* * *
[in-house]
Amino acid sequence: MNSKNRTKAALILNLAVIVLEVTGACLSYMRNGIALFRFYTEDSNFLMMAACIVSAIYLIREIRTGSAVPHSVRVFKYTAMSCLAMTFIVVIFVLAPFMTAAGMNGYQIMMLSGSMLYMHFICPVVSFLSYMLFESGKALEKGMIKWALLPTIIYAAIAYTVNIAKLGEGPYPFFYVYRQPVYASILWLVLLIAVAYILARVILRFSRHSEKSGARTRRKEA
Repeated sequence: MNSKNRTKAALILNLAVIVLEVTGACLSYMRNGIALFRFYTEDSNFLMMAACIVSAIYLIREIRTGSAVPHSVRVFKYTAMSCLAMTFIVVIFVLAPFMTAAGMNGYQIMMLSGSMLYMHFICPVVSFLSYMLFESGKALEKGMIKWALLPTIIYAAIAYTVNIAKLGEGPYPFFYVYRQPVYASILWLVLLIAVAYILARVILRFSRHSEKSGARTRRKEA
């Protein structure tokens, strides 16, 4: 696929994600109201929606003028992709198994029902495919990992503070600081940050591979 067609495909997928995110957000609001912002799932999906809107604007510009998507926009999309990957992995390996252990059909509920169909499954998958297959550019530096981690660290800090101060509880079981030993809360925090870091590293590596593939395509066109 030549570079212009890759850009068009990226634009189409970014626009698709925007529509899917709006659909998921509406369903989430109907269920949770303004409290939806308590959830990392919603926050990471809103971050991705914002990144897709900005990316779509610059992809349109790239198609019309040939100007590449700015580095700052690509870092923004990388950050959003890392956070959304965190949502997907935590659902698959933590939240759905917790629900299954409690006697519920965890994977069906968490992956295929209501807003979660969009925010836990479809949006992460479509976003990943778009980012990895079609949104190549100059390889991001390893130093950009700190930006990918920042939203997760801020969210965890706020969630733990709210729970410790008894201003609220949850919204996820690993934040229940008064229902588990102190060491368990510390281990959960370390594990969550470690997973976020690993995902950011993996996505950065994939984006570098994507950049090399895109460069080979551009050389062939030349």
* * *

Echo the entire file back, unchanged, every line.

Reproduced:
[in-house]
Amino acid sequence: MNSKNRTKAALILNLAVIVLEVTGACLSYMRNGIALFRFYTEDSNFLMMAACIVSAIYLIREIRTGSAVPHSVRVFKYTAMSCLAMTFIVVIFVLAPFMTAAGMNGYQIMMLSGSMLYMHFICPVVSFLSYMLFESGKALEKGMIKWALLPTIIYAAIAYTVNIAKLGEGPYPFFYVYRQPVYASILWLVLLIAVAYILARVILRFSRHSEKSGARTRRKEA
Repeated sequence: MNSKNRTKAALILNLAVIVLEVTGACLSYMRNGIALFRFYTEDSNFLMMAACIVSAIYLIREIRTGSAVPHSVRVFKYTAMSCLAMTFIVVIFVLAPFMTAAGMNGYQIMMLSGSMLYMHFICPVVSFLSYMLFESGKALEKGMIKWALLPTIIYAAIAYTVNIAKLGEGPYPFFYVYRQPVYASILWLVLLIAVAYILARVILRFSRHSEKSGARTRRKEA
């Protein structure tokens, strides 16, 4: 696929994600109201929606003028992709198994029902495919990992503070600081940050591979 067609495909997928995110957000609001912002799932999906809107604007510009998507926009999309990957992995390996252990059909509920169909499954998958297959550019530096981690660290800090101060509880079981030993809360925090870091590293590596593939395509066109 030549570079212009890759850009068009990226634009189409970014626009698709925007529509899917709006659909998921509406369903989430109907269920949770303004409290939806308590959830990392919603926050990471809103971050991705914002990144897709900005990316779509610059992809349109790239198609019309040939100007590449700015580095700052690509870092923004990388950050959003890392956070959304965190949502997907935590659902698959933590939240759905917790629900299954409690006697519920965890994977069906968490992956295929209501807003979660969009925010836990479809949006992460479509976003990943778009980012990895079609949104190549100059390889991001390893130093950009700190930006990918920042939203997760801020969210965890706020969630733990709210729970410790008894201003609220949850919204996820690993934040229940008064229902588990102190060491368990510390281990959960370390594990969550470690997973976020690993995902950011993996996505950065994939984006570098994507950049090399895109460069080979551009050389062939030349």